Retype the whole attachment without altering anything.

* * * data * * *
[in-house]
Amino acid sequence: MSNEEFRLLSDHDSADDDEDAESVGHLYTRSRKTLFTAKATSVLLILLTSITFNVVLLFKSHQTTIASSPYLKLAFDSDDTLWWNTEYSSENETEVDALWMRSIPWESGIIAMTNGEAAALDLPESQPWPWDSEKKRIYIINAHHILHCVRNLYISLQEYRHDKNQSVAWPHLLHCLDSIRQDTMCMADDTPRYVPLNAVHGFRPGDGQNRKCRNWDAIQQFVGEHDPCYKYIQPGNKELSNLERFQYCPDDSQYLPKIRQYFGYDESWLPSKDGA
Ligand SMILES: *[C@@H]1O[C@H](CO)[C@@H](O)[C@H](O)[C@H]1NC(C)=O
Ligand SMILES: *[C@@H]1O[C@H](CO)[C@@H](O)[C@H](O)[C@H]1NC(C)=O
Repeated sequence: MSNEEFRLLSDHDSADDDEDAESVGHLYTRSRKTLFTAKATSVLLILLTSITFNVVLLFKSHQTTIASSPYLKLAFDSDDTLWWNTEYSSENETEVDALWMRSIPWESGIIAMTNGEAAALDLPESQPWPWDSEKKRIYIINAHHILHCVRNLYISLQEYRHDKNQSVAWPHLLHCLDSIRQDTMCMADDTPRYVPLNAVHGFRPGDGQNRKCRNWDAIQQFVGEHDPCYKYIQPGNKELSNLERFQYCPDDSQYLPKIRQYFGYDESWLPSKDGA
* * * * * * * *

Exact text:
[in-house]
Amino acid sequence: MSNEEFRLLSDHDSADDDEDAESVGHLYTRSRKTLFTAKATSVLLILLTSITFNVVLLFKSHQTTIASSPYLKLAFDSDDTLWWNTEYSSENETEVDALWMRSIPWESGIIAMTNGEAAALDLPESQPWPWDSEKKRIYIINAHHILHCVRNLYISLQEYRHDKNQSVAWPHLLHCLDSIRQDTMCMADDTPRYVPLNAVHGFRPGDGQNRKCRNWDAIQQFVGEHDPCYKYIQPGNKELSNLERFQYCPDDSQYLPKIRQYFGYDESWLPSKDGA
Ligand SMILES: *[C@@H]1O[C@H](CO)[C@@H](O)[C@H](O)[C@H]1NC(C)=O
Ligand SMILES: *[C@@H]1O[C@H](CO)[C@@H](O)[C@H](O)[C@H]1NC(C)=O
Repeated sequence: MSNEEFRLLSDHDSADDDEDAESVGHLYTRSRKTLFTAKATSVLLILLTSITFNVVLLFKSHQTTIASSPYLKLAFDSDDTLWWNTEYSSENETEVDALWMRSIPWESGIIAMTNGEAAALDLPESQPWPWDSEKKRIYIINAHHILHCVRNLYISLQEYRHDKNQSVAWPHLLHCLDSIRQDTMCMADDTPRYVPLNAVHGFRPGDGQNRKCRNWDAIQQFVGEHDPCYKYIQPGNKELSNLERFQYCPDDSQYLPKIRQYFGYDESWLPSKDGA